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Why and how to choose wireless microphone systems?
Wireless microphone systems which are affordable, reliable and versatile, are developed to challenge wired ones that are inconvenient and impractical in some situations. If you are new to this category of microphone, it may seem difficult to use such mics. Once you are informed of the basics, you will find they’re really quite easy to understand and use. Let’s have a look at it.
What are the benefits of using wireless mic systems?
The microphones wireless have a heap of benefits over traditional cabled ones.
They are wireless! This means that the user can move unimpeded when performing. For example, a public speaker using such a device will be allowed to walk freely around the performing area, including going into the audience with no degradation of sound quality. Moreover, the user can do so without a fear of being tripped - the possibility of this is significantly reduced when there are no wires.
They are long-distance. It is the distance between the wireless microphone receiver and its transmitter which is always large. The coming SYNCO G1 is a good example. Its line-of-sight distance is 70m (1-trigger-1 G1(A1)) and 50m (1-trigger-2 G1(A2)), separately. This offers greater space and ease of movement.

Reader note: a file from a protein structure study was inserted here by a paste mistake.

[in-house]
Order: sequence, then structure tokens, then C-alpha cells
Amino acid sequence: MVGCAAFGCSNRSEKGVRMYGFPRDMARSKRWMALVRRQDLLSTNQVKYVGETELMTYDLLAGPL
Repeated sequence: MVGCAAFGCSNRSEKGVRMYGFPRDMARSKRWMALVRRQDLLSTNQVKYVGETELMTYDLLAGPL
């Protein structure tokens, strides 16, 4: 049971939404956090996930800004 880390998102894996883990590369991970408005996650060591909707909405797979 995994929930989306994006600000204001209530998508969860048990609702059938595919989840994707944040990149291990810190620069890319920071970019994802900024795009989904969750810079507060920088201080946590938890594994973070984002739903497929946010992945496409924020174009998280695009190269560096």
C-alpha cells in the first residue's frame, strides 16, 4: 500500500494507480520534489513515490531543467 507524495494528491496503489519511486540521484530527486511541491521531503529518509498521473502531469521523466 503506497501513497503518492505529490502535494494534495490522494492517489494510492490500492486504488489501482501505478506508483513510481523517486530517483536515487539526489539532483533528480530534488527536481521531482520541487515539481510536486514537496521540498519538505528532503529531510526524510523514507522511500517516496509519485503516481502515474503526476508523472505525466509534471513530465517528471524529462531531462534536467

They are discreet. Whether the performance is in front of a camera or before hundreds of people in an auditorium, the less cables that are visible to the audience, the better the experience for them it will be. This is because in such a clean environment, the audience will not be disturbed by the presence of wires when watching your visual recording or presentation.
They are durable. Cables are always easy to wear out, radio waves won’t! Cabled microphones that are used frequently can very often suffer from frayed wires, especially if they are cheaply made. Therefore, the cord will need to be replaced or repaired time and again as it gets damaged for fear that it would become hazardous.
They can be hands-free. Wireless microphone systems are intended to free not only your hands but also your mind. Whether you are a singer or a presenter, a hands-free performance of great mobility can be expected.
Four things to consider when buying wireless microphones
Commonly speaking, there are mainly three types of frequencies.
UHF (400 MHz and above) has been the standard for many years and has typically given the strongest and best performance. In recent years, restrictions have been levied on the frequencies of operation for this type of mics. That is why the newer wireless microphones at 2.4 GHz are designed.
Such microphones operate in the 2.4GHz band. Keep in mind that the 2.4GHz frequency band, similar to your WiFi, has already been crowded with a large quantity of unlicensed consumer products such as smartphones, computers, and personal media players. That is to say, it is potentially subject to interference from the said devices and “dropout” may be the result. Their operating range is also much shorter. Use 2.4 GHz wireless mic systems only in smaller rooms with no obstructions between the transmitter and receiver antennas.